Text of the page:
Reconnecting to Hawaiian Roots Yields a Fruitful Life


As a young man, Umi Martin left his hometown of Kekaha to attend college in Missouri. He later moved to Oregon – which is where he was living when he decided it was time to return home and reconnect with his roots. Today, Martin operates a successful farming business and country store on Kauaʻi.

“When you’re in your early 20s, you start to think about these things, about your Hawaiian culture,” Martin said.

Martin aspired to pursue a master’s degree in Hawaiian studies at UH Mānoa, but none was offered at the time (an MA in Hawaiian studies was not approved by the Board of Regents until 2005). Undaunted, he immersed himself in the lifestyle of the lo‘i at Kānewai on the UH campus for six months.

Instilled with a passion to mālama ʻāina, Martin decided to seriously pursue agriculture, using an acre of his grandmother’s kuleana land in Waimea, Kauaʻi, to start growing taro. For the next 15 years, Martin and his wife, Kaʻiulani, lived in a small house adjacent to their loʻi working and raising their young family.

When a store in Waimea came up for sale, Martin saw an opportunity to grow his business. With the help of an OHA Mālama Loan, he purchased the store and got it up and running, turning it into a flourishing go-to local style “convenience store” aptly named Umi’s Store.

For the next six years, the ʻohana continued to work their small farm selling their vegetables to restaurants while running the store. Martin hoped to someday expand into growing tropical fruit and invested time growing his nursery and researching farming methods in anticipation of one day having land for a tropical fruit orchard.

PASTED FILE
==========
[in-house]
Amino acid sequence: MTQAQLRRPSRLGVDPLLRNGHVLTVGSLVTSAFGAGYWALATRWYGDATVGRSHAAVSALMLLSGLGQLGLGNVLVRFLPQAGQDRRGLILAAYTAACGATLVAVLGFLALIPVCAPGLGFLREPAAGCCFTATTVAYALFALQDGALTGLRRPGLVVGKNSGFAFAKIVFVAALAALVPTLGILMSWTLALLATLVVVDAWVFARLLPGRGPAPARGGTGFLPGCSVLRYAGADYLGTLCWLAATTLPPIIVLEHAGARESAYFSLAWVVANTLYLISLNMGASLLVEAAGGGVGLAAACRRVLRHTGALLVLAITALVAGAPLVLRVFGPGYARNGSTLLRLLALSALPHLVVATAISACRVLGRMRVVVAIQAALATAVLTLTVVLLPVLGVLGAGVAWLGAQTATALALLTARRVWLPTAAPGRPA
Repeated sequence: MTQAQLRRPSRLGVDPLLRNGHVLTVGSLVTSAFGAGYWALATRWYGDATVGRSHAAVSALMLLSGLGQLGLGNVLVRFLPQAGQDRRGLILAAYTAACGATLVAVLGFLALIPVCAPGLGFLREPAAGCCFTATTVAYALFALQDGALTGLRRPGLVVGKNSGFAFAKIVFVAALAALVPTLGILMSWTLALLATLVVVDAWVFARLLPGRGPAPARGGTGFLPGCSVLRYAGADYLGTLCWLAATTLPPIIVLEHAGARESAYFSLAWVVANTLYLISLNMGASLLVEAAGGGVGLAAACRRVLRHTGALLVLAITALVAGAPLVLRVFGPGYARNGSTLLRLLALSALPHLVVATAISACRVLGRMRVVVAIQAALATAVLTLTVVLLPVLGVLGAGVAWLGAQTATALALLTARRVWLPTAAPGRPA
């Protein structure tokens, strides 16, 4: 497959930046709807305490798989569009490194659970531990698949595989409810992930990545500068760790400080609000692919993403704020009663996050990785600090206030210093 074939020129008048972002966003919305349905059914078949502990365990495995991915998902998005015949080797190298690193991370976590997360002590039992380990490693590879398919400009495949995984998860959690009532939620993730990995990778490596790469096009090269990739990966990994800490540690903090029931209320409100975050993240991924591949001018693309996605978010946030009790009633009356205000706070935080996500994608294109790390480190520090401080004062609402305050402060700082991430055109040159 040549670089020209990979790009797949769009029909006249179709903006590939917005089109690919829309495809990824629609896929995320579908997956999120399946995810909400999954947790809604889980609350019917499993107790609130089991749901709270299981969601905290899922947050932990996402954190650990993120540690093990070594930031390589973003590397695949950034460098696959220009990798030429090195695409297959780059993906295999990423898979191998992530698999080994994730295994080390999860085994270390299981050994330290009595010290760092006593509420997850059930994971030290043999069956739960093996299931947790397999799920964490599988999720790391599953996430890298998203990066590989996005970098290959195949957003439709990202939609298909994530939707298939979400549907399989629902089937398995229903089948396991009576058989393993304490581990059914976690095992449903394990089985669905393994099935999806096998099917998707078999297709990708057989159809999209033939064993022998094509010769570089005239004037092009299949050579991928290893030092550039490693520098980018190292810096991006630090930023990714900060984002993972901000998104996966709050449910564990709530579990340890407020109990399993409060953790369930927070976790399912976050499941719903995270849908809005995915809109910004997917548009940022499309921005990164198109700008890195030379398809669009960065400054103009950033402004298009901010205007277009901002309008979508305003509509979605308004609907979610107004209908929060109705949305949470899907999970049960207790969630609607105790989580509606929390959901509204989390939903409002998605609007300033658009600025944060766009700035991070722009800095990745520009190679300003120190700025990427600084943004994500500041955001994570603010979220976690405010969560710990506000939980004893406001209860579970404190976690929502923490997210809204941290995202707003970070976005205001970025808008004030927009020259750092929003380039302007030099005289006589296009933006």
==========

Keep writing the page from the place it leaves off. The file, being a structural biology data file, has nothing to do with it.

In 2014, his dream became a reality when Martin secured a lease for state agricultural land in a secluded area of Kekaha plus valuable technical support from the state’s Agricultural Development Corporation. By the end of 2016, he was up and running. A second OHA Mālama Loan helped Martin establish his orchard.

It took him three years to plant his 5-acre parcel, growing 20 different tropical fruits. Martin’s knowledge of fruits is as impressive as his tenacity. He grows a variety of different oranges plus jackfruit, lilikoʻi, guava, and soursop.

But Martin is best known for his mangos – he grows five different varieties. He notes that the mangoes flourish in Kekaha’s hot, dry weather enabling yields of 5,000 pounds every other year. “Rain makes the fruit ugly,” Martin added.

Martin is optimistic about the future and hopes to one day expand his farm to 50 acres – and he encourages others who may be thinking about pursuing agriculture to not hesitate.

“Now that the days of sugarcane are over, the opportunity is here!” he said.

The Office of Hawaiian Affairs now offers a MahiʻAi Agricultural Loan program, with unique features for farmers. For more information: